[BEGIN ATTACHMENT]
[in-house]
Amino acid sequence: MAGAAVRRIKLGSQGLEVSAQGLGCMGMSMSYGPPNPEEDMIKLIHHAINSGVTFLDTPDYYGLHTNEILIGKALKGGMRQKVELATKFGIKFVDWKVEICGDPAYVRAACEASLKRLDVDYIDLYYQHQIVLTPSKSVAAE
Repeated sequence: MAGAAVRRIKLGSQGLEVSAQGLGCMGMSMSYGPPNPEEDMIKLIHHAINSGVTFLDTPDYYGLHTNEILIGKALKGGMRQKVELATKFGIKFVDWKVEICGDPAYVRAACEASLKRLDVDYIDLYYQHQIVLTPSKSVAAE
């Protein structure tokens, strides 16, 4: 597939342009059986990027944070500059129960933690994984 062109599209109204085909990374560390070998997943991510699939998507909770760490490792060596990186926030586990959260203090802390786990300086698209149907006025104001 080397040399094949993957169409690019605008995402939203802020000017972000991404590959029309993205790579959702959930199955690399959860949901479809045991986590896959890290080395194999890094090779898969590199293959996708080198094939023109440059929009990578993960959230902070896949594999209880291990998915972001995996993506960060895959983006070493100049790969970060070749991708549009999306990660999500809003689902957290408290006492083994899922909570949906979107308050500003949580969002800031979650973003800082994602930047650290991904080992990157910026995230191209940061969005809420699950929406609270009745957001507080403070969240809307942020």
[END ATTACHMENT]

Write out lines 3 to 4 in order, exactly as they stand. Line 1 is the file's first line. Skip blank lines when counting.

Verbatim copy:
Repeated sequence: MAGAAVRRIKLGSQGLEVSAQGLGCMGMSMSYGPPNPEEDMIKLIHHAINSGVTFLDTPDYYGLHTNEILIGKALKGGMRQKVELATKFGIKFVDWKVEICGDPAYVRAACEASLKRLDVDYIDLYYQHQIVLTPSKSVAAE
């Protein structure tokens, strides 16, 4: 597939342009059986990027944070500059129960933690994984 062109599209109204085909990374560390070998997943991510699939998507909770760490490792060596990186926030586990959260203090802390786990300086698209149907006025104001 080397040399094949993957169409690019605008995402939203802020000017972000991404590959029309993205790579959702959930199955690399959860949901479809045991986590896959890290080395194999890094090779898969590199293959996708080198094939023109440059929009990578993960959230902070896949594999209880291990998915972001995996993506960060895959983006070493100049790969970060070749991708549009999306990660999500809003689902957290408290006492083994899922909570949906979107308050500003949580969002800031979650973003800082994602930047650290991904080992990157910026995230191209940061969005809420699950929406609270009745957001507080403070969240809307942020």